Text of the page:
• Public records of jointly owned property in their names, such as vehicles or real estate.
  • Official change of address documentation reflecting the change of residence.
  • Bank and credit card statements showing joint accounts.
  • Statements regarding the couple’s relationship from family, friends, and neighbors.
  • Social media posts and photos demonstrating the frequency of contact and their shared lives.

This type of information can be challenging to obtain, and many claimants hire an experienced attorney or private investigator licensed to pursue this type of documentation and evidence.

Are Unmarried Partners Entitled to Alimony in New Jersey?

Couples living together without marrying or entering into a civil partnership may be eligible for palimony, a type of support when alimony is not applicable. In New Jersey, unmarried partners are not obligated to provide financial support, even if the division of responsibilities includes one partner being financially dependent on the other. Palimony is a legal option if one partner voluntarily agrees to a contractual obligation to provide financial support to the other.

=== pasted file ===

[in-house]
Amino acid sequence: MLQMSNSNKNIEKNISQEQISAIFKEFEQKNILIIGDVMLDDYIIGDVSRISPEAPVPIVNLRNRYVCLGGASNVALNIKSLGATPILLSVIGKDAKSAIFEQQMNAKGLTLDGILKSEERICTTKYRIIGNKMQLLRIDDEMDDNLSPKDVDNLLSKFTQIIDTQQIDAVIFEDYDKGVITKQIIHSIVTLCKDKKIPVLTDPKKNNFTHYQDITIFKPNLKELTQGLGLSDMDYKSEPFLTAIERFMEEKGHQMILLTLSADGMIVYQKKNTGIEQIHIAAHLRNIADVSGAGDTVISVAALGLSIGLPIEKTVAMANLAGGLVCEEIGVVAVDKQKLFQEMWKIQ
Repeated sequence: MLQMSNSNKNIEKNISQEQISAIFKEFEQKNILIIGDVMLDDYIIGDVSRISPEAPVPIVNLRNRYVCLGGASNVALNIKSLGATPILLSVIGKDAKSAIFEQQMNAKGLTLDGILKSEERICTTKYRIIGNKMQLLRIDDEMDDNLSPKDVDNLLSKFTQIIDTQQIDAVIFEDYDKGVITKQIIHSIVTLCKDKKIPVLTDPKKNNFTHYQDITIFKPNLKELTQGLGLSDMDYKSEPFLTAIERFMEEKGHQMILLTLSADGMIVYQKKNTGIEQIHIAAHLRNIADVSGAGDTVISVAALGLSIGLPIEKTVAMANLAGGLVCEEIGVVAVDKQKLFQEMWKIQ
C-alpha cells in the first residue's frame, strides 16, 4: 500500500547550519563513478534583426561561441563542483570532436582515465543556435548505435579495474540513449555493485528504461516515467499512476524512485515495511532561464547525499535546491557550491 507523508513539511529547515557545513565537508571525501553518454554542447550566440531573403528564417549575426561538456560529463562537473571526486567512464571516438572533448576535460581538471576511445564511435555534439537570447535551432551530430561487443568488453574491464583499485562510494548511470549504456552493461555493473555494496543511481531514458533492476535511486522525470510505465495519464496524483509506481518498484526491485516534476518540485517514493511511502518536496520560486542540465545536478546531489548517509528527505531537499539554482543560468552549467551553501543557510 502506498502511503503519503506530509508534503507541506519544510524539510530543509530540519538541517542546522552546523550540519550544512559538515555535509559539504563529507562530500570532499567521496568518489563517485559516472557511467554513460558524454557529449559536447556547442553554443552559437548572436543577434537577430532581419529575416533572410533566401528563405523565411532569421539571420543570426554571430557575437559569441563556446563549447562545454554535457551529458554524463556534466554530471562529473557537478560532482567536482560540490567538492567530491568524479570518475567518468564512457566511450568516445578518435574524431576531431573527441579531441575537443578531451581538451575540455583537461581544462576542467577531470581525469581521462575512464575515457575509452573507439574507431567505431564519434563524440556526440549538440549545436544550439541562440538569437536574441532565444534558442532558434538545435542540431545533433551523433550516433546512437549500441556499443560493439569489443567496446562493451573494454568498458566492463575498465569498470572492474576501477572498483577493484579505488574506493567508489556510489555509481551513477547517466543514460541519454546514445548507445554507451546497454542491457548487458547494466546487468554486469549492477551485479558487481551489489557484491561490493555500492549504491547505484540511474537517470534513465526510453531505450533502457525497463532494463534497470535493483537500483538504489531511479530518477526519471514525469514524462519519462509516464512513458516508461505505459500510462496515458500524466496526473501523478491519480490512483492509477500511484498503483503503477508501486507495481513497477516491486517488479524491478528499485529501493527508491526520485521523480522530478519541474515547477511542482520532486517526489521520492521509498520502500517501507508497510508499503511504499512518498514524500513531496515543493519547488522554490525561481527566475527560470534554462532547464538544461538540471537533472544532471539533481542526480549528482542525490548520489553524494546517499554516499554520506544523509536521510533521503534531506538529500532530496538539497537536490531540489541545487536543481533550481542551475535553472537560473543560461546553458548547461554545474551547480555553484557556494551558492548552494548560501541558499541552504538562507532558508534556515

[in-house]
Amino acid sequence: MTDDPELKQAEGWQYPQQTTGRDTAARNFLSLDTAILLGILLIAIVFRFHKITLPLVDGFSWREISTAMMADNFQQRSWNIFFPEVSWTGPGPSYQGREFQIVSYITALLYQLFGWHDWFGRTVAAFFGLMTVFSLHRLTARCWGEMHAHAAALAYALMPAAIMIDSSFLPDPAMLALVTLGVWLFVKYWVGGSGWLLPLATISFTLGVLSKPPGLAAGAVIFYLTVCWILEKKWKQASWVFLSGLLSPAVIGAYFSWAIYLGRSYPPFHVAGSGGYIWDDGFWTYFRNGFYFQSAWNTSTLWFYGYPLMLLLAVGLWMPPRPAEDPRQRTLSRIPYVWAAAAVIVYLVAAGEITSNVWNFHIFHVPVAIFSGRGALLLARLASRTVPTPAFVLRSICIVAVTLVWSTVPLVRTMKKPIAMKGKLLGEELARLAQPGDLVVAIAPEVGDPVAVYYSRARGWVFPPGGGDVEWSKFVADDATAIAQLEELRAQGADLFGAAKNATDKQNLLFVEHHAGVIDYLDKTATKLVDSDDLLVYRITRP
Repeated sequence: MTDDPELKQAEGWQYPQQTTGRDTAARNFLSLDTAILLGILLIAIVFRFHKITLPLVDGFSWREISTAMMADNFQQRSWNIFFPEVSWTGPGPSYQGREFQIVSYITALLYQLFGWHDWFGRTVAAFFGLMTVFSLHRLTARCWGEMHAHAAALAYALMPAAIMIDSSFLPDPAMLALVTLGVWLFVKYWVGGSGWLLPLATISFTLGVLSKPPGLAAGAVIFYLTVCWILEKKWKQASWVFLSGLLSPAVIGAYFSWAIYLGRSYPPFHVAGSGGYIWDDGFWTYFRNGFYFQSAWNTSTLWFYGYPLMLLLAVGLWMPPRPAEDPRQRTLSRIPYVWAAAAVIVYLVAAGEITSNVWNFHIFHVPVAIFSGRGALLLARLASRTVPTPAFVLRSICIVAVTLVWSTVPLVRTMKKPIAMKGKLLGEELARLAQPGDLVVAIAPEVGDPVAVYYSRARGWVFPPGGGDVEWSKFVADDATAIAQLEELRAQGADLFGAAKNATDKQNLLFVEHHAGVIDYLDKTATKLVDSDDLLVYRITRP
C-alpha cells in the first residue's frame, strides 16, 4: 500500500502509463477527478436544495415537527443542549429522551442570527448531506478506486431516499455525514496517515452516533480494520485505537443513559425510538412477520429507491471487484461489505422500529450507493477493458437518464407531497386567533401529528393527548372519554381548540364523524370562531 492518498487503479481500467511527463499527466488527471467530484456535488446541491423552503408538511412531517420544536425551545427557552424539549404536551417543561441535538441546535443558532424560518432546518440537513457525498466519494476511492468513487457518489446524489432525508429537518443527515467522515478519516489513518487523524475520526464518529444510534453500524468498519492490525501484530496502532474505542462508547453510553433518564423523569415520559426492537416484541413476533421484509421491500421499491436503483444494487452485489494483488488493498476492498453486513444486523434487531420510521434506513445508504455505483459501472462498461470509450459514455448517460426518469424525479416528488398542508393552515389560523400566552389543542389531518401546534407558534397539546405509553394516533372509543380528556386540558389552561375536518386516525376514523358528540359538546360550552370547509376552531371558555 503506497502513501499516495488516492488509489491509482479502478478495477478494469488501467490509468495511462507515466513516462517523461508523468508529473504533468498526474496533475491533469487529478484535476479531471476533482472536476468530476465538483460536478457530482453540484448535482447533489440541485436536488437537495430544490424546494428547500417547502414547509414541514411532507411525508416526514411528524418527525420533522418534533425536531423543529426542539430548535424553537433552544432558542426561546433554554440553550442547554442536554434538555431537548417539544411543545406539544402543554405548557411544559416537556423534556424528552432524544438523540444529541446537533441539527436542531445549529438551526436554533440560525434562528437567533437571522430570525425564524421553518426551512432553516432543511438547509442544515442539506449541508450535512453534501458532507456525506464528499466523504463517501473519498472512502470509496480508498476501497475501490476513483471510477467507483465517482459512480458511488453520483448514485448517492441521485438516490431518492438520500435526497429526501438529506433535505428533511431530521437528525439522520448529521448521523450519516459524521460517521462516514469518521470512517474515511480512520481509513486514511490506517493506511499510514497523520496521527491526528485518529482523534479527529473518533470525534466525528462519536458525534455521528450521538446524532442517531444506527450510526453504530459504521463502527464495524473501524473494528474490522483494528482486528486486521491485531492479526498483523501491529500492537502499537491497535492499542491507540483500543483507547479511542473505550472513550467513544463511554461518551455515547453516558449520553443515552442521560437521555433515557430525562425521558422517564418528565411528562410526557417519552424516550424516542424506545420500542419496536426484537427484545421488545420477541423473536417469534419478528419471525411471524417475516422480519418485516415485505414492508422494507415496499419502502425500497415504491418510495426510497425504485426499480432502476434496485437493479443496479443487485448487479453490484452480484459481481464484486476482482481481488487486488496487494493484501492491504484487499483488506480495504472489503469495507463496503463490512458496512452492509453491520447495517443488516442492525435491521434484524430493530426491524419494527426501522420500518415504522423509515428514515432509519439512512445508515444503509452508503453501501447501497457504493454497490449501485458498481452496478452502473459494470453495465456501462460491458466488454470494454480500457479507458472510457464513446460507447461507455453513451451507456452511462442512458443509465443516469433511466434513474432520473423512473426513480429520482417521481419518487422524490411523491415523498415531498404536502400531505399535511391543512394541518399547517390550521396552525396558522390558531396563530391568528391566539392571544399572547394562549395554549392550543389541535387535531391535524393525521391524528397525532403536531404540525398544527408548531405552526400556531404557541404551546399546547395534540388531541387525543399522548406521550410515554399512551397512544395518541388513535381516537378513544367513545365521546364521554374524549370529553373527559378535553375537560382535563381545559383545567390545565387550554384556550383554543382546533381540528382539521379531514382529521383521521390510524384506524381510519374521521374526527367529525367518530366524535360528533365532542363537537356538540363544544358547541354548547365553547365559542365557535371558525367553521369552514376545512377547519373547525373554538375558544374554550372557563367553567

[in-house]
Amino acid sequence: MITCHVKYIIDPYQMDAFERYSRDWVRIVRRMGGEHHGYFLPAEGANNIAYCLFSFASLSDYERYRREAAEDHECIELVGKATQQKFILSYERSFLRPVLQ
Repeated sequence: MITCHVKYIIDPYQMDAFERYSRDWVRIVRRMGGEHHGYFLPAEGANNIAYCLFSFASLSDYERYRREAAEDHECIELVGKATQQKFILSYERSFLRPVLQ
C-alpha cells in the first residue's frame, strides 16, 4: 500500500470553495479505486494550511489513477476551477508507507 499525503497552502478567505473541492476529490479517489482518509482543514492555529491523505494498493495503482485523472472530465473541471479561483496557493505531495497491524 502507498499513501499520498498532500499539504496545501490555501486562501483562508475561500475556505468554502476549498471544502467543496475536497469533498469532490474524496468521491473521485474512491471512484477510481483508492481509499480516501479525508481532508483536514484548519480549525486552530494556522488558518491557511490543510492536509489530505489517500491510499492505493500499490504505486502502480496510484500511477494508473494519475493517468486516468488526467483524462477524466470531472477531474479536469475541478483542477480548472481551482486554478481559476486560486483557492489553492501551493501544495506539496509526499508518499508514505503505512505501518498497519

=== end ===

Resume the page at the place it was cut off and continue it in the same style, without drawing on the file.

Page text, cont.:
Palimony might be appropriate if one partner signed a written cohabitation or partnership agreement or a verbal agreement before January 18, 2010. Palimony claims are extremely complex and challenging to obtain, and working with an attorney is advised.

New Jersey Alimony Attorneys at Wiley Lavender Maknoor, PC Help Divorcing Spouses Obtain Financial Support

Alimony is often necessary to help one spouse become self-sufficient during or after divorce. If you are going through a divorce and believe you may benefit from alimony, our New Jersey alimony attorneys at Wiley Lavender Maknoor, PC can help. Call us at 732-494-6099 or contact us online to schedule a free consultation and learn more about your alimony options. Located in Metuchen, New Jersey, we serve clients in Middlesex County, Monmouth County, Union County, and Somerset County.